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The study of a color magnitude diagram can reveal a host of information about stellar evolution. With only 373 stars plotted on our diagram and only one color index featured, it would be difficult to generate accurate information regarding stellar features such as surface temperature, age, metallicity, and distance; however, we can infer with reasonable certainty that our CMD can constrain these values to an acceptable degree. With a B-R value of 1.03 (Doressoundiram, 2002), our Sun can serve as the focal point so our CMD can be overlaid to a know H-R diagram (Figure 6). Once the reference is made, we can clearly see that our CMD is composed of high mass stars still residing on the main-sequence; while the higher mass stars have successfully entered the red giant phase. It is safe to say that A and B spectral type stars still exist on our main-sequence while the hottest O and OB stars have turned off the main-sequence. With the A and B stars still on the main-sequence, we can estimate this cluster is at least 15 x 10^6 years of age (Freedman, page 481). With the bright B-R values of our plot, we can infer the presence of abundant metals (Chiboucas, Internet) making the stars of our cluster Population I stars. This is in agreement with open clusters being younger in age that globular clusters. To estimate the distance to this cluster, we will use the ever famous distance modulus:

m – M = 5 log d – 5.

Using our CMD as the guide, and inserting the absolute magnitude of a star with a B-V[4] of 0, we know this B type star has an absolute magnitude of -2[5].


d = 10^(m-M+5)/5 pc.

d = 10^(15 – 2 + 5)/5 pc.

d = 3981 pc.

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By using a standard calibrating system, we were able to calibrate images of star cluster M67. A color magnitude diagram is a type of H-R diagram that is used as a tool in studying a star cluster. Our CMD of M67 was able to reveal some very useful information. We are able to determine that this cluster is metal rich, contains mostly high mass stars, is around 15 x 10^6 years old, and has a distance of about 3900 parsecs. While the information provided is only a rough estimate, it is clear that a CMD has much to tell us. One of the most important aspects of a color magnitude diagram is its ability to help us understand stellar evolution (Ostlie, page 531). It is also possible that CMD’s can provide valuable information to the formation of white-dwarfs, and give insight to a fairly new stellar body called the blue straggler[6]. We have much to learn about stellar evolution, but now we have the tools to help us understand.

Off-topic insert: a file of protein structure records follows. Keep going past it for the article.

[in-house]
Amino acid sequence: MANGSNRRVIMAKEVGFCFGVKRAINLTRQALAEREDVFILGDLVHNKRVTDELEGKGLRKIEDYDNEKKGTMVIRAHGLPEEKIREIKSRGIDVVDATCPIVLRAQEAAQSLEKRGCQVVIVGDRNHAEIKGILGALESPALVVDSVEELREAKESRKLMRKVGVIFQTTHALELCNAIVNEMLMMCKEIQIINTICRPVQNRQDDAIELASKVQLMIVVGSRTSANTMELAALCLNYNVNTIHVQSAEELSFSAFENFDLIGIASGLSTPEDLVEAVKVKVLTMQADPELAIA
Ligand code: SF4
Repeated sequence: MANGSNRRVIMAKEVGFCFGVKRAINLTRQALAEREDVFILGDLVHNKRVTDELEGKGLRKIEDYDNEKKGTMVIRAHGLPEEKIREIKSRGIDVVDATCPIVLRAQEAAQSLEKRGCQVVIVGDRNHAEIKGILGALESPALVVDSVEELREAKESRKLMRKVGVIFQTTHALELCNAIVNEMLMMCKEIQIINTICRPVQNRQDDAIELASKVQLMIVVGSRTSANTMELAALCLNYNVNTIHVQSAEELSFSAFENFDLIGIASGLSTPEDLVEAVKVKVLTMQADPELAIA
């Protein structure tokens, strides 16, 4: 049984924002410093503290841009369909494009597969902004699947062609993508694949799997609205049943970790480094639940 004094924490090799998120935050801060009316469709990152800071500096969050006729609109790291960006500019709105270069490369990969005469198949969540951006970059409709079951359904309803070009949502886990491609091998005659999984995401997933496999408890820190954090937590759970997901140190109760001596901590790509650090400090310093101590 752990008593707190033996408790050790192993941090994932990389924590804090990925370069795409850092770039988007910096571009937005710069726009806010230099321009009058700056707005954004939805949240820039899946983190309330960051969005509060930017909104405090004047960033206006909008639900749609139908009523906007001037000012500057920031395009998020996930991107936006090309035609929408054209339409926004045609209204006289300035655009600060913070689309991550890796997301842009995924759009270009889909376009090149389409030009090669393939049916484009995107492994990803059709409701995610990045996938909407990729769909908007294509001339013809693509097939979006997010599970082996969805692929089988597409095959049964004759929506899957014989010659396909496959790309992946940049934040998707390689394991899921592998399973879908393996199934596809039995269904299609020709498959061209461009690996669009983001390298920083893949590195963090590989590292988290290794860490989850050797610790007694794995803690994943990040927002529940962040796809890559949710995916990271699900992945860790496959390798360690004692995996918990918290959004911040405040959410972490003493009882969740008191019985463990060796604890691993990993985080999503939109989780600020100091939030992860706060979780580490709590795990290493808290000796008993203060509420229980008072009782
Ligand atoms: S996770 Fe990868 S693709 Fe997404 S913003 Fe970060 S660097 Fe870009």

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Chiboucas, Kristin. “Research Interests.”

Doressoundiram, A. Et Al. “The Color Distrobution in the Edgewoth-Kuiper Belt.” The Astrophysical Journal, October 2002.

Freedman, Roger. William Kaufman. Universe: Sixth Edition. W.H. Freeman and Company, New York. 2002.

Landolt, Arlo. “UBVRI Photometric Standard Stars in the Magnitude Range 11.5 < V < 16.0 Around the Celestial Equator.” The Astrophysical Journal, Volume 104, Number 1, July 1992.

Ostlie, Dale. Bradley Carroll. An Introduction to: Modern Stellar Astrophysics. Addison-Wesley Publishing Company, Massachusetts. 1996.

Hourly Airmass Table. Internet.

Strobel, Nick. “Astronomy Notes.” Internet, 2004.

[1] These three formulas are borrowed from a segment from a paper written and provided by Pamela Gay.

[2] Airmass is a value to compensate for atmospheric disturbances. This is similar to “seeing.”

[3] These two values are provided by Pamela Gay.

[4] B-V values are shifted to the right compared to B-R values, but this is just an estimate and this measure will suffice.

[5] Using figure 6 as a guide.

[6] The jury is still out as to the true nature of the Blue Straggler, but the most accepted theory is two high mass stars combining to form a brighter and hotter star. They also seem to present only in globular clusters.